Wall Street Transcript Interview with Mark D. Perrin, the CEO of InVivo Therapeutics Corporation (NVIV)

Wall Street Transcript

67 WALL STREET, New York - August 1, 2014 - The Wall Street Transcript has just published its Medical Devices Report offering a timely review of the sector to serious investors and industry executives. This special feature contains expert industry commentary through in-depth interviews with public company CEOs and Equity Analysts. The full issue is available by calling (212) 952-7433 or via The Wall Street Transcript Online.

Topics covered: Orthopedics and Cardiovascular Medical Devices - Medical Device Innovation and Consolidation Trends - Affordable Care Act - Aging U.S. Population - Medical Technology Innovation - Medical Equipment Growth Opportunities - Efficient Patient Treatment - Bifurcation in Medical Devices

Companies include: InVivo Therapeutics Corporation (NVIV) and many more.

In the following excerpt from the Medical Devices Report, the CEO of InVivo Therapeutics Corporation (NVIV) discusses company strategy and the outlook for this vital industry:

TWST: In other words, you don't have approval for broad use. You have approval for use in certain kinds of patients for whom other treatments are not available.

Mr. Perrin: Correct. We have approval to evaluate the Neuro-Spinal Scaffold in a defined set of spinal cord injury patients. In the device world, to obtain what's called the humanitarian use device, or HUD, designation the indicated population must be fewer than 4,000 patients per year in the U.S. So it is, in fact, much narrower than one would see in the orphan drug world.

When we applied for the HUD designation, we identified the group of patients who would be in our clinical trial as patients with acute spinal cord injury who have complete ASIA A injury with no motor or sensory function below the site of injury. Given the small patient population and the lack of any effective treatments, the approval process is quite unique. To obtain approval for a HUD, one must receive HUD designation and submit a humanitarian device exemption - HDE - application to the FDA.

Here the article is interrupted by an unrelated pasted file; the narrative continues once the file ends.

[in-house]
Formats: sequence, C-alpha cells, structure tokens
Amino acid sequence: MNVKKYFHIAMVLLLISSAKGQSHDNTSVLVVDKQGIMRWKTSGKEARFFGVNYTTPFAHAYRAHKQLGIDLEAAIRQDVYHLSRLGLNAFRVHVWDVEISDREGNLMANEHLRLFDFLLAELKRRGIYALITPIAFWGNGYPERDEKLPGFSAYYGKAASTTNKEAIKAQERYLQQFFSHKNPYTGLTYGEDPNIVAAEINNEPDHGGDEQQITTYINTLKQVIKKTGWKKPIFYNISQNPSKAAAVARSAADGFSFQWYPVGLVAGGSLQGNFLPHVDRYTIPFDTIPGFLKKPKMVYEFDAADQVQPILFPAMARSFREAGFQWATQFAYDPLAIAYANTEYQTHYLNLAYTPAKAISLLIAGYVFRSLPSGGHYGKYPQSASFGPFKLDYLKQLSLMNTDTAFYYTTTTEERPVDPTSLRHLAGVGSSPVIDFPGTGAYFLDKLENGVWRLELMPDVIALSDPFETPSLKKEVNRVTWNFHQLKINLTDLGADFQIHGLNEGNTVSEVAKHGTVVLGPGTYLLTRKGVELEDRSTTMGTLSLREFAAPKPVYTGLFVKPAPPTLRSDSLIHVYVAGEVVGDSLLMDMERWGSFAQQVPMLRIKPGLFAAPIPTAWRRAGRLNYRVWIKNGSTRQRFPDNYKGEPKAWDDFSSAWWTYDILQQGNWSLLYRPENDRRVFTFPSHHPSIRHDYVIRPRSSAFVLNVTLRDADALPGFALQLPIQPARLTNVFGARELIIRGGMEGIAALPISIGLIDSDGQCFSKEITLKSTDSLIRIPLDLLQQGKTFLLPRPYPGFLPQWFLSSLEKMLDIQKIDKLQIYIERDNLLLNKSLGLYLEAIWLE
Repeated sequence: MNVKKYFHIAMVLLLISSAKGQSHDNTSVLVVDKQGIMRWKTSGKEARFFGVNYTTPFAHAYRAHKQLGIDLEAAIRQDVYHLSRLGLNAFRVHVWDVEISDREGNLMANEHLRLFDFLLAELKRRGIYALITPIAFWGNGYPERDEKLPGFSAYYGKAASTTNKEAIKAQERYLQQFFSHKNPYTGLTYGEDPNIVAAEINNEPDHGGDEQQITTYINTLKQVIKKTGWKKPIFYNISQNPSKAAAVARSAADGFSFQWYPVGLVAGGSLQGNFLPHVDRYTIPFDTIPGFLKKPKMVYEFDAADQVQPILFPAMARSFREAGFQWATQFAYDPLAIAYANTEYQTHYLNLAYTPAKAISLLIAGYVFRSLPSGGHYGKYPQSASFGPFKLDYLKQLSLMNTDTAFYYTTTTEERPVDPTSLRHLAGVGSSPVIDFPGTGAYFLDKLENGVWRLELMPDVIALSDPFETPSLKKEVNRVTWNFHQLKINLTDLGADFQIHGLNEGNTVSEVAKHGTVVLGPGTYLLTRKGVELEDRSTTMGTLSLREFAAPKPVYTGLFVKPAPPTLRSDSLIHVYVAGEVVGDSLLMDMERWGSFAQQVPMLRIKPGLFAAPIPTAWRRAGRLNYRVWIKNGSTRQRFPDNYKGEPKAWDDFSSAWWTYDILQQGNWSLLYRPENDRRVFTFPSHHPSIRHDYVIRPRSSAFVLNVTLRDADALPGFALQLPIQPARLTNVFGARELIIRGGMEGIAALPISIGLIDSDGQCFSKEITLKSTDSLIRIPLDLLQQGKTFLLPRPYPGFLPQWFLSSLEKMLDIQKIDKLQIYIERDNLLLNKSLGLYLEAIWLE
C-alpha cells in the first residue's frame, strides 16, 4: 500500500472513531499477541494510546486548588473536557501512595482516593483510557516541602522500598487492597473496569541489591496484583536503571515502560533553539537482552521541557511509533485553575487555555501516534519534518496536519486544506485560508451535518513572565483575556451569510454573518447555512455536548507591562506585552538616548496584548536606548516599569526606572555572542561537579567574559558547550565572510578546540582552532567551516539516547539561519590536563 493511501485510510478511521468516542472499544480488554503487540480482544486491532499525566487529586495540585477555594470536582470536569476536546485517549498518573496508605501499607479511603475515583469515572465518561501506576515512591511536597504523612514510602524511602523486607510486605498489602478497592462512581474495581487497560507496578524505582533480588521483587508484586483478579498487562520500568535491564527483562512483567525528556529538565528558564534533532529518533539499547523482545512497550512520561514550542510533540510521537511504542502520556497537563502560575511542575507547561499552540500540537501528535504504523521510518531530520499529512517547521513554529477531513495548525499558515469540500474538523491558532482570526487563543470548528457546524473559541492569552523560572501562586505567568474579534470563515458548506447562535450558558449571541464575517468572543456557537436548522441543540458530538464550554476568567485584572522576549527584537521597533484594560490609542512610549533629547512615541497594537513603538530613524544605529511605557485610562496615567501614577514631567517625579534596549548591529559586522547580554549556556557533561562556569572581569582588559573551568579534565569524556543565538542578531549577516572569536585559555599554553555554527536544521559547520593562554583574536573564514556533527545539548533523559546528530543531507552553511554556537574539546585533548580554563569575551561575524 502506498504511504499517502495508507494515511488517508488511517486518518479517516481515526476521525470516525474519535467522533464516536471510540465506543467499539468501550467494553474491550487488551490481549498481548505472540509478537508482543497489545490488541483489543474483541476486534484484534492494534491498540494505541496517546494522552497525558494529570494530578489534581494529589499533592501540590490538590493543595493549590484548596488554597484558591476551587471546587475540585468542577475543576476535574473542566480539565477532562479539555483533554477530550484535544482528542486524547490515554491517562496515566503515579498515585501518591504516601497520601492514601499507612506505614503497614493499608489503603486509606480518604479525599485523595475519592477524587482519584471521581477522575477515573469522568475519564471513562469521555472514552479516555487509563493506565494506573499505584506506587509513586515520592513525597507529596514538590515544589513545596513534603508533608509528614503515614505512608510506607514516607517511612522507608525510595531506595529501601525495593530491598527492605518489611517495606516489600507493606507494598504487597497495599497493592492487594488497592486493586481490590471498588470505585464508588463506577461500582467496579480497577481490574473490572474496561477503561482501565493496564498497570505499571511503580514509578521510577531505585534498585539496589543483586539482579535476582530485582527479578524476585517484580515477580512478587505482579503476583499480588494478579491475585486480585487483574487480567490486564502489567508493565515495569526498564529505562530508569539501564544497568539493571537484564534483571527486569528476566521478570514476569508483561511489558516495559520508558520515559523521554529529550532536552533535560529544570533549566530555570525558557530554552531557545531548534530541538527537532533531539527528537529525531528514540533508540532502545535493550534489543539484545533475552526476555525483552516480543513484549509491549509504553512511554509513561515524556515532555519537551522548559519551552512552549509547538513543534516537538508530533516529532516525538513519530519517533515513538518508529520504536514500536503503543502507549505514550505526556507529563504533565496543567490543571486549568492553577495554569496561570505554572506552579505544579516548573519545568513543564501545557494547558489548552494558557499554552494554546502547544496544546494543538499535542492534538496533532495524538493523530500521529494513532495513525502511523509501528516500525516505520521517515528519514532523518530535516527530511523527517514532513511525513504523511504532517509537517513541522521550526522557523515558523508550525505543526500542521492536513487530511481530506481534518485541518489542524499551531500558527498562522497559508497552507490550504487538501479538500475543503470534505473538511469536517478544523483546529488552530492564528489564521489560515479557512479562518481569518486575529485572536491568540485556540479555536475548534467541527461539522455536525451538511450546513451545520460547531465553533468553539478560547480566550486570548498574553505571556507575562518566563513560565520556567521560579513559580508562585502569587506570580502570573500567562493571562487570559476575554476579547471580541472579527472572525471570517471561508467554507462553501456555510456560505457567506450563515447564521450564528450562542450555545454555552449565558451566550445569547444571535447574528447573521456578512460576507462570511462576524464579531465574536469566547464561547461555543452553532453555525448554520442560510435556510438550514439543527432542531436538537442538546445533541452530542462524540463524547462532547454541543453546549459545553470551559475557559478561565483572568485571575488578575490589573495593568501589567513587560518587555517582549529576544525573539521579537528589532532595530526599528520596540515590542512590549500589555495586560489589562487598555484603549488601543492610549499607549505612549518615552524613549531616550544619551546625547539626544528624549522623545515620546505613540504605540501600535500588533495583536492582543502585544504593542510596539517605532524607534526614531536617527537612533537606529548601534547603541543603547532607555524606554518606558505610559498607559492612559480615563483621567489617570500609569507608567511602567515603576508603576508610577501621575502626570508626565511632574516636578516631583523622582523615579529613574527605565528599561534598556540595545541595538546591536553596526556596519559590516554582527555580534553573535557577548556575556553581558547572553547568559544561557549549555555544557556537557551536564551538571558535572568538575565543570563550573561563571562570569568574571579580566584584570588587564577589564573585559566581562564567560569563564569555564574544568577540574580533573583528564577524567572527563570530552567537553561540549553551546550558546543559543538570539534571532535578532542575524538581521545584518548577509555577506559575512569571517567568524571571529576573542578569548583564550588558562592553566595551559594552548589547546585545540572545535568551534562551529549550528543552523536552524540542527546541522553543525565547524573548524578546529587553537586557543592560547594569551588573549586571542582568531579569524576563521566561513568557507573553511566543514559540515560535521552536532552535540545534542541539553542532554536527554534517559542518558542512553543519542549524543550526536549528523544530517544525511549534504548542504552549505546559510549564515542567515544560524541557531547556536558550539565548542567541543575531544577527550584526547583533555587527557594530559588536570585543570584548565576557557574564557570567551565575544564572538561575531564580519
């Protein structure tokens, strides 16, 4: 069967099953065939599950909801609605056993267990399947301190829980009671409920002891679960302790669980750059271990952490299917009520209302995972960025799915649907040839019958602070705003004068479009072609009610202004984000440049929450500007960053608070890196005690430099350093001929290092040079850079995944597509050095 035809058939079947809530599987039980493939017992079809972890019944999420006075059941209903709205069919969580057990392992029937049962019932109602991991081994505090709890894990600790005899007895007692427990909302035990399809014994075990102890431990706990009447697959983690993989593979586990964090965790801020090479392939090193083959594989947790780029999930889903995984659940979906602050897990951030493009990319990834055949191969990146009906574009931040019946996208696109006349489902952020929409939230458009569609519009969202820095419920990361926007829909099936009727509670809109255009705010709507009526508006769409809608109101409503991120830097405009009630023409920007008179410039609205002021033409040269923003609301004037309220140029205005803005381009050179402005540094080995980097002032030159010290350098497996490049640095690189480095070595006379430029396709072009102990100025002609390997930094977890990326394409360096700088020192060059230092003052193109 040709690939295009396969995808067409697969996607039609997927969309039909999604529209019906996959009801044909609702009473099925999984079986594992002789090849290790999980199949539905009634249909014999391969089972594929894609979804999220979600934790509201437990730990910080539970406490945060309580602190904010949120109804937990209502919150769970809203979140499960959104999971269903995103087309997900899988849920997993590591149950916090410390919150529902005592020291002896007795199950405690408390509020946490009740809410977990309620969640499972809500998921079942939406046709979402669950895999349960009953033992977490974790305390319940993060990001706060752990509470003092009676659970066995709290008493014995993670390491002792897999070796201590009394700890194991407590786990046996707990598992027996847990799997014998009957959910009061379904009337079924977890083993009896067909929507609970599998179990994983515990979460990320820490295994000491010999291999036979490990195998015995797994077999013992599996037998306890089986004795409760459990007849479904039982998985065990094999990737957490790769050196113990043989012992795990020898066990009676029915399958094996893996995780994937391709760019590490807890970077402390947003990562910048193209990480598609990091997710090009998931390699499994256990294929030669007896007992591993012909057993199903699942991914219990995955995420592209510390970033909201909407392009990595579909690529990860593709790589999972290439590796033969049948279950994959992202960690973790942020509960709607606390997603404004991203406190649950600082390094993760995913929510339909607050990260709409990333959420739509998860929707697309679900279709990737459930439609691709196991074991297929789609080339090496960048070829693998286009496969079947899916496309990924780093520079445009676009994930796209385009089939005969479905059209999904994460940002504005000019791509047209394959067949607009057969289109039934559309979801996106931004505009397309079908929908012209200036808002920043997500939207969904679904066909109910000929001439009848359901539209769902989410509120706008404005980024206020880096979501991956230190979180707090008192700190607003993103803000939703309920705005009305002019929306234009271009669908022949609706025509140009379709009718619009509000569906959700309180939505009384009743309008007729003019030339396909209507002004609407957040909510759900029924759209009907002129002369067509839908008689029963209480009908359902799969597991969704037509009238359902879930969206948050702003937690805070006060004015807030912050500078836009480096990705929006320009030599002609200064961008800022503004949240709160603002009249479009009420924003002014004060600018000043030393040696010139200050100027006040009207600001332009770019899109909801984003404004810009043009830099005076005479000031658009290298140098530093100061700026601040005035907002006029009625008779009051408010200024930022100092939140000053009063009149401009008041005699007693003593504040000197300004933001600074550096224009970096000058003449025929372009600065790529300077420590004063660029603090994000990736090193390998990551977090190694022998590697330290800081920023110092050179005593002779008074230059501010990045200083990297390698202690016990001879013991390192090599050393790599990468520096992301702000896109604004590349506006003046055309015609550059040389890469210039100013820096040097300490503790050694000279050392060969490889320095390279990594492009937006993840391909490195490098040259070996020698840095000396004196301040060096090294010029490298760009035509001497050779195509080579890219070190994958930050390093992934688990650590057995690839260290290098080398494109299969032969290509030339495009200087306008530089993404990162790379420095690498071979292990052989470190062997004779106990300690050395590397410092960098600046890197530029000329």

An HDE is similar in both form and content to a premarket approval - PMA - application but is exempt from the effectiveness requirements of a PMA. An HDE application is not required to contain the results of scientifically valid clinical investigations demonstrating that the device is effective for its intended purpose. Instead, the application needs to contain sufficient information for the FDA to determine that the device does not pose an unreasonable or significant risk of illness or injury, and that the probable benefit to health outweighs the risk of injury or illness from its use. An approved HDE authorizes marketing of an HUD.

TWST: Are you worried that the scaffold might cause an immune reaction?

For more of this interview and many others visit the Wall Street Transcript - a unique service for investors and industry researchers - providing fresh commentary and insight through verbatim interviews with CEOs, portfolio managers and research analysts. This special issue is available by calling (212) 952-7433 or via The Wall Street Transcript Online.

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